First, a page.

With contextual coaching and training, you can focus your agents’ attention on the areas they need to correct, or the standout moments they need to repeat.
Let’s say your agent Jessie changes her tone at the 33-second mark during a customer call. She answered the phone with a helpful and positive attitude, but soon into the convo, her frustration started to show. Often times, this outpouring of frustration is involuntary. We don’t know our tone shifted and we became brusque – in-line feedback solves for this. It lets you call out moments, down to the specific second, where your agent can review their interactions and learn from it.
Highlight pieces of call recordings and transcriptions and tag them with color-coded feedback to help your agents see, at a glance, where they have positive and corrective feedback.
If you flag a section of the call recording with a red comment, your agents see they have a piece of feedback to go back and review before moving to the next interaction. And, if you highlight areas of the interaction in green, they’ll know you’ve IDed positive moments to put on repeat.
Set thresholds to alert you to coaching opportunities.
I know, I know. I’m giving all this advice and shelling out call center improvement strategies, meanwhile you can barely find time to scarf down a bagel for breakfast each day.
How can you move toward improvement when you barely have time to maintain the status quo?
Make automation a piece of your quality management strategy.
When you run a contact center with thousands of interactions per day, selecting a handful of interactions for review at random isn’t an effective way to improve team performance. Instead, use your contact center platform’s routing engine to help you ID interactions ripe for coaching.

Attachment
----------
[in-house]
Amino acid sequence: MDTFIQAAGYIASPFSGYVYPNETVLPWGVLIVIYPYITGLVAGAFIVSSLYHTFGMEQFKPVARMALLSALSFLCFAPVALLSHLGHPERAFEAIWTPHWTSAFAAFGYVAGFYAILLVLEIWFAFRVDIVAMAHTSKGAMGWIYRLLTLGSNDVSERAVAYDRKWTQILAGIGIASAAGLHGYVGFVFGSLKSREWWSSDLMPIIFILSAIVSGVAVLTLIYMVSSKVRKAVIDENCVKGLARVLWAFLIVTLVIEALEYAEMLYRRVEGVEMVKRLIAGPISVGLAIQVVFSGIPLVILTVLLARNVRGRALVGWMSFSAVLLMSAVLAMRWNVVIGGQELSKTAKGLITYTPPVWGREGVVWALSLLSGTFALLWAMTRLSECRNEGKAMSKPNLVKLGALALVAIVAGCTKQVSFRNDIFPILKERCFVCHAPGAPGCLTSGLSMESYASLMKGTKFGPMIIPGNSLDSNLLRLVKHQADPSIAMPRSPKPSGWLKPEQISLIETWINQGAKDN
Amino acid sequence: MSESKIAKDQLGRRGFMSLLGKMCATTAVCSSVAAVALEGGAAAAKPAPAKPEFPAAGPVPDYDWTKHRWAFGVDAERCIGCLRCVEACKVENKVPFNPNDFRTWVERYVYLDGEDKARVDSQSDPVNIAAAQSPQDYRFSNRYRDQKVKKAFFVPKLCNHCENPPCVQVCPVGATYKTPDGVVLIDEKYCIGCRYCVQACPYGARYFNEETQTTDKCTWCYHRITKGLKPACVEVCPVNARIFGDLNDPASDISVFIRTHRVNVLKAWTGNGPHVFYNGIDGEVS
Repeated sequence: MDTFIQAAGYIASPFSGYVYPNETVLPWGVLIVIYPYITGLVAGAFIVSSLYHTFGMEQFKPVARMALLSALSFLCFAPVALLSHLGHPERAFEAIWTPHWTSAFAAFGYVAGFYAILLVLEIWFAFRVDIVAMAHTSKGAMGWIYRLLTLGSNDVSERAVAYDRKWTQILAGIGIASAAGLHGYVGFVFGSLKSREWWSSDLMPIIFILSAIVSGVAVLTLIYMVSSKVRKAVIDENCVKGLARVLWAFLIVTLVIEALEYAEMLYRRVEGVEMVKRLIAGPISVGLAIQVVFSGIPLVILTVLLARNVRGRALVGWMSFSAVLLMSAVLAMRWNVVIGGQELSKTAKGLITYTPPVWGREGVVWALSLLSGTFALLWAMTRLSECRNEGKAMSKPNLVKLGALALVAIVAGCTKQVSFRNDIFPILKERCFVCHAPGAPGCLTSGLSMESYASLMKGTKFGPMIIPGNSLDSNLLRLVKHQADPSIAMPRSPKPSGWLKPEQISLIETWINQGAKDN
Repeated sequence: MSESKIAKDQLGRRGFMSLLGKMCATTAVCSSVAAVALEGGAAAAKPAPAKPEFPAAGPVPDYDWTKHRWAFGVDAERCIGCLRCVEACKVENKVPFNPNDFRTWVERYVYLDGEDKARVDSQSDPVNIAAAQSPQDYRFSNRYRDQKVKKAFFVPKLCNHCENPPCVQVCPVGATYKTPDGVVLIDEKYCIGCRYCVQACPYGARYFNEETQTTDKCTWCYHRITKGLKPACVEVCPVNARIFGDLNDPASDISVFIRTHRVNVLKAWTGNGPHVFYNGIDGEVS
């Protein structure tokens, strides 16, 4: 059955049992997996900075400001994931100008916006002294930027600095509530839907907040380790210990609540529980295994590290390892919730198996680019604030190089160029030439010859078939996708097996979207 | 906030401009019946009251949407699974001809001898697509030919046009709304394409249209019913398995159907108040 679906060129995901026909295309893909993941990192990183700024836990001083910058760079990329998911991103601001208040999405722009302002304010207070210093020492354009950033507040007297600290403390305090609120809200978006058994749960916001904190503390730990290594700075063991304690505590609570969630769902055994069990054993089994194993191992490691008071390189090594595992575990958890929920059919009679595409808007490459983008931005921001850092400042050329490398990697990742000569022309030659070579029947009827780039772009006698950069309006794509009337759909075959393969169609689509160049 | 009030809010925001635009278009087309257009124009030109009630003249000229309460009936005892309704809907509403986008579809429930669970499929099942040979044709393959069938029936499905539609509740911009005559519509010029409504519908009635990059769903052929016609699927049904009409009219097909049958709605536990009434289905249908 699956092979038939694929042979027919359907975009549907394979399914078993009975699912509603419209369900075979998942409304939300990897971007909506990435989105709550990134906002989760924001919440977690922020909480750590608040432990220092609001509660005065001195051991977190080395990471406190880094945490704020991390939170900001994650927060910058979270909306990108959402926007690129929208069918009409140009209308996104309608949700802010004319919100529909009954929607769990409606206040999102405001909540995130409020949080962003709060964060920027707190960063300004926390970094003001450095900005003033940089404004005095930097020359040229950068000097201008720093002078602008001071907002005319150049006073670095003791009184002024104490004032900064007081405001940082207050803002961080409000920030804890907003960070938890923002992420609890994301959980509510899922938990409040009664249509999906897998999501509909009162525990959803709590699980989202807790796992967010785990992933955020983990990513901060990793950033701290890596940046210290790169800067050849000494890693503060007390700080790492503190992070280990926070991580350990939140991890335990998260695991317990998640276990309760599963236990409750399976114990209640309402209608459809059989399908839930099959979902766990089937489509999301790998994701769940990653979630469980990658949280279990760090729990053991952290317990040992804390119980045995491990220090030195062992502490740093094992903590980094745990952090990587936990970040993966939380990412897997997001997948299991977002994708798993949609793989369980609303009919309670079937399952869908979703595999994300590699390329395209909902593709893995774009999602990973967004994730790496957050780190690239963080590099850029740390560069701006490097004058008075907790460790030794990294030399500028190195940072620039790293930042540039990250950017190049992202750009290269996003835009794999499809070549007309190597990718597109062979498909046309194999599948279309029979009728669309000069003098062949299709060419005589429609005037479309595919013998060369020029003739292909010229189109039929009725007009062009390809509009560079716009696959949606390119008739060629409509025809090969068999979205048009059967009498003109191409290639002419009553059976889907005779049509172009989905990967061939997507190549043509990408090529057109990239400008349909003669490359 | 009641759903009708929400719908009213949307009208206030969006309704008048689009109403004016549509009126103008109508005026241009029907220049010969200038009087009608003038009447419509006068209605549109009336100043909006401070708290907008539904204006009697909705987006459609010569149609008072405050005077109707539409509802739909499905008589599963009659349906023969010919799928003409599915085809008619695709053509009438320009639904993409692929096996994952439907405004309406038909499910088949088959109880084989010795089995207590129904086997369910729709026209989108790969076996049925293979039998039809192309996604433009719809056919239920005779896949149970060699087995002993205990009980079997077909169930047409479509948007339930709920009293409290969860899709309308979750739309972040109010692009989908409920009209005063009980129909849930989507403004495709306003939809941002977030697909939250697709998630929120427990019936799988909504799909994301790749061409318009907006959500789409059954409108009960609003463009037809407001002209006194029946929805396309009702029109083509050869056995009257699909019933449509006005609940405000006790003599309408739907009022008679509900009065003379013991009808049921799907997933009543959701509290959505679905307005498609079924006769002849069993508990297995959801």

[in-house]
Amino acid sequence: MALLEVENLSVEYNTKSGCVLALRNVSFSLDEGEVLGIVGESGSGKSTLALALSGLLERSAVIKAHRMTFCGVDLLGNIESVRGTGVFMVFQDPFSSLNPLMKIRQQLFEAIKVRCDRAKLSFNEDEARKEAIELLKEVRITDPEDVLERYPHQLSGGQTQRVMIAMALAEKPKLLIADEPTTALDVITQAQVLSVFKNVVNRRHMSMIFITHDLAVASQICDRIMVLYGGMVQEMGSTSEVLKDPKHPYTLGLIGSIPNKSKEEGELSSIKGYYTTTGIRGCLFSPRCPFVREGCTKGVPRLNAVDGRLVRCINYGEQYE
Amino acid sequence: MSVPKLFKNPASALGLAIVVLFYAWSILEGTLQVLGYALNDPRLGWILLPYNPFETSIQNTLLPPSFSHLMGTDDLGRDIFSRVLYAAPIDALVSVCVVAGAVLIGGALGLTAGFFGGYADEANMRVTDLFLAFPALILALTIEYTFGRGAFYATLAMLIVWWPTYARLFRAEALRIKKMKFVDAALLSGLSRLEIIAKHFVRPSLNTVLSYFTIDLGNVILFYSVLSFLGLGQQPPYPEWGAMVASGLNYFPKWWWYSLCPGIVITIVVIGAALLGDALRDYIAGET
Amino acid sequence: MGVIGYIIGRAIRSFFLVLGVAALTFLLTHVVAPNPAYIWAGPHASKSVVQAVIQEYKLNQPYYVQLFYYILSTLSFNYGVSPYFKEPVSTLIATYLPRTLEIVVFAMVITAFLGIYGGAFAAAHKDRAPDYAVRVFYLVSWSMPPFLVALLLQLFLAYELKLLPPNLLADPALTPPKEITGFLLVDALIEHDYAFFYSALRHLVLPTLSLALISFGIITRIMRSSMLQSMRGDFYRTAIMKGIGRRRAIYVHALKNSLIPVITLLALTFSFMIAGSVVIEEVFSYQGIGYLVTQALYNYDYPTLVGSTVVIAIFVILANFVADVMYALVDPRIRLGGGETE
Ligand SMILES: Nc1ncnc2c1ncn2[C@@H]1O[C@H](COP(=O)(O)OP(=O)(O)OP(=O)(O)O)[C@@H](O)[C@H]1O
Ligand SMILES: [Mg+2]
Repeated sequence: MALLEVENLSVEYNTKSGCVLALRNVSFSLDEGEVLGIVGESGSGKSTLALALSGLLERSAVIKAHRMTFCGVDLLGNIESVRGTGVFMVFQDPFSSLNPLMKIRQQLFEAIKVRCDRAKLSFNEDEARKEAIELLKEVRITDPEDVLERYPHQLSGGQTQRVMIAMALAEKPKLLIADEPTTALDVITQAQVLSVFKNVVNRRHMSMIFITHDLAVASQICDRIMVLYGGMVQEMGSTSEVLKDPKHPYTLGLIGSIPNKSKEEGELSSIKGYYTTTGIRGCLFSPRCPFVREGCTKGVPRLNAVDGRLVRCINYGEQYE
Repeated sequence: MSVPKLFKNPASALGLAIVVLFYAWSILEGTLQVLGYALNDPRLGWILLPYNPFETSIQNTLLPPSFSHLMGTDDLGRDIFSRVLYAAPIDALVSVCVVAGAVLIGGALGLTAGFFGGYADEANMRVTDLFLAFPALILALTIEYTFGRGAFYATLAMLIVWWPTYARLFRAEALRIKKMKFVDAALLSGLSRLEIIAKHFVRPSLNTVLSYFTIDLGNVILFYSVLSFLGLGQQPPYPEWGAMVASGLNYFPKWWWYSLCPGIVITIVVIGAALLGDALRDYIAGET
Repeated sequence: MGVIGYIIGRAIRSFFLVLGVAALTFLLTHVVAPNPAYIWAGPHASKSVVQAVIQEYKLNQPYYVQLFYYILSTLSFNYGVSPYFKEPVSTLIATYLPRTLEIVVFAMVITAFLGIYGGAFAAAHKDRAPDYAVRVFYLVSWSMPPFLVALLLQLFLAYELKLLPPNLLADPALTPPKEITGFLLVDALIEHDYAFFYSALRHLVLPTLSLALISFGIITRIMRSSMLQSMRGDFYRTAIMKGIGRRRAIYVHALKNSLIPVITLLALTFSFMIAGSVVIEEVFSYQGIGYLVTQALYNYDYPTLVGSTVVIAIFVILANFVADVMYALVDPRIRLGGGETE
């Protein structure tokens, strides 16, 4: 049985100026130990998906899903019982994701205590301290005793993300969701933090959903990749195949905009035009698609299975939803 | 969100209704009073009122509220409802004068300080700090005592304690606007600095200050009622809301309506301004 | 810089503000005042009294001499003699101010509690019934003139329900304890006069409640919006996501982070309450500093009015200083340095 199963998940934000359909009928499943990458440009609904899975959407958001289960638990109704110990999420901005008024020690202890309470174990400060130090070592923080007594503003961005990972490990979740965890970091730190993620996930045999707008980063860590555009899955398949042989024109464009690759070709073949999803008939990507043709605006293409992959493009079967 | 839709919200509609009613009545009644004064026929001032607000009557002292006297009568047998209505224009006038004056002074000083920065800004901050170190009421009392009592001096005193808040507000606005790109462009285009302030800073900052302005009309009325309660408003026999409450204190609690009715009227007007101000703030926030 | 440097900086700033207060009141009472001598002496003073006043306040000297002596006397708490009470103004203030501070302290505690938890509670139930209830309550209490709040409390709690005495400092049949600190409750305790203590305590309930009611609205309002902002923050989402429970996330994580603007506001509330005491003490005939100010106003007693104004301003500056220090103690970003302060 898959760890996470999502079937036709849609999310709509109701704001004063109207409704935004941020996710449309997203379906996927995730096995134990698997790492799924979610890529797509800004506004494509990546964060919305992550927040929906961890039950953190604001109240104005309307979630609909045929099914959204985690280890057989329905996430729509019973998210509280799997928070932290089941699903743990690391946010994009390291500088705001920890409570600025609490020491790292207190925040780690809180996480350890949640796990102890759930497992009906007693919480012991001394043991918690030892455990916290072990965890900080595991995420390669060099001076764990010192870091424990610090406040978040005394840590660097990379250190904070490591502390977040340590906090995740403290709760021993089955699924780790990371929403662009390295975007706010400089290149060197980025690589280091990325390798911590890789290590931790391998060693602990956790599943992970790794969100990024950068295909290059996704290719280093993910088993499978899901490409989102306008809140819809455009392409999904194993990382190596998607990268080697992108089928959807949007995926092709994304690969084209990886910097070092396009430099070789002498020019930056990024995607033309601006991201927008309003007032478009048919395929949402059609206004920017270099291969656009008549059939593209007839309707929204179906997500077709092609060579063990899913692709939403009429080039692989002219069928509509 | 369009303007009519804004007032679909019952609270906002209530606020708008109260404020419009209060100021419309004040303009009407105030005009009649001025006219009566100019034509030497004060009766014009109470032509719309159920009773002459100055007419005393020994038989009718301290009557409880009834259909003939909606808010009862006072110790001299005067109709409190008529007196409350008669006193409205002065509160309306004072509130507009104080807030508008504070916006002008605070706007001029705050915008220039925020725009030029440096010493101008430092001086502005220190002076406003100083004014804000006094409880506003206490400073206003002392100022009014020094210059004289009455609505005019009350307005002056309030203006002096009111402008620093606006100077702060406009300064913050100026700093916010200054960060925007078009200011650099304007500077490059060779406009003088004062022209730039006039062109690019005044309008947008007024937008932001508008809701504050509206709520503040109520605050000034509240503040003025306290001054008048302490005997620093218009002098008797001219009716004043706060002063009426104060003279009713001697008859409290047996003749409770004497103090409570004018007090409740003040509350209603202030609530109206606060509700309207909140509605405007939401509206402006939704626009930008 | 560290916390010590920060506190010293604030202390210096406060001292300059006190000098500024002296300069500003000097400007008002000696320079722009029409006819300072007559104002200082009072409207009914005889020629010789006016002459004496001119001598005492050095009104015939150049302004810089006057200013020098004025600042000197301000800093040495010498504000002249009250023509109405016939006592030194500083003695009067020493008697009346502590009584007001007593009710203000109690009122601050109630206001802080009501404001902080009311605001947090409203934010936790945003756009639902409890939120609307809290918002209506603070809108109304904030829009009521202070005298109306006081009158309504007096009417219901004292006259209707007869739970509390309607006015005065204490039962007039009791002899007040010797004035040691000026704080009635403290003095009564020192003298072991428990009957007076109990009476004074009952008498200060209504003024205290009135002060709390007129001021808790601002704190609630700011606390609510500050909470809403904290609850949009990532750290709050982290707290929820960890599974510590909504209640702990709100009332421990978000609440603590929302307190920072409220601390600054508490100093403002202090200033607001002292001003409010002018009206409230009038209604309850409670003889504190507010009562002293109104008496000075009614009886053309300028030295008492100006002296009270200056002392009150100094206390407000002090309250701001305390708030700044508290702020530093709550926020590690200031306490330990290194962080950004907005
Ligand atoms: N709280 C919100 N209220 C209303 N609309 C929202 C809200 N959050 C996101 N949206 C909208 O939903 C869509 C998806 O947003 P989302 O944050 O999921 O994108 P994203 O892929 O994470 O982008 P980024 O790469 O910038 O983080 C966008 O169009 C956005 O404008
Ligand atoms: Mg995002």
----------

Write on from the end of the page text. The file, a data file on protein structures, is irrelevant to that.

Set thresholds on certain metrics, like Average Handle Time, Hold Time, and CSAT. When the metrics start trending down or see a sudden dip (below the threshold you set), you’ll get an alert to review the corresponding interactions. Then, you can jump in and give feedback on the interactions that need it. (Before flashbulb memory vanishes memories of seemingly inconsequential interactions.)
The benefits are threefold: You don’t spend time reviewing interactions that don’t need intervention, your agents are empowered with fast, in-the-moment feedback to improve their next interaction, and your customers get better resolutions because of it.
Deliver microlearning lessons to your agents’ queues.
Once you’ve scored interactions and left comments backed by context on call recordings, push your coaching even further.
Send quick microlearning lessons and training to your agents’ queues to help them improve skills further. Based on the thresholds you set, you can automate coaching and training lessons for delivery to your agents’ queues. Let’s say your agent’s average handle time is high, your system will recognize the threshold and send a microlearning lesson over to the agent with tips to reduce AHT.
You can get hyper-specific with these microlearning lessons. Tools with text and sentiment analysis can help you watch for specific words and key phrases that pop up during customer interactions. Like if a customer says the word “cancel.” Your agents likely have a protocol to follow if a customer tries to jump ship. But if the conversation reaches this point, it’s a good idea to offer up some more resources for your agent to lean on.
With thresholds and triggers set to watch for the word “cancel”, automate your system to send an agent a relevant microlearning exercise on “how to handle possible cancellations.” Then, they get context and training to their queue to inform relevant conversations. Say hello to a more empowered, better-equipped workforce. (And, to happier, more loyal customers).
Coaching your team and building call center improvement strategies doesn’t have to be hard when you have the right tools and tactics to help. Learn 7 ways to get real about coaching your team, so you can improve customer satisfaction. Get the ebook.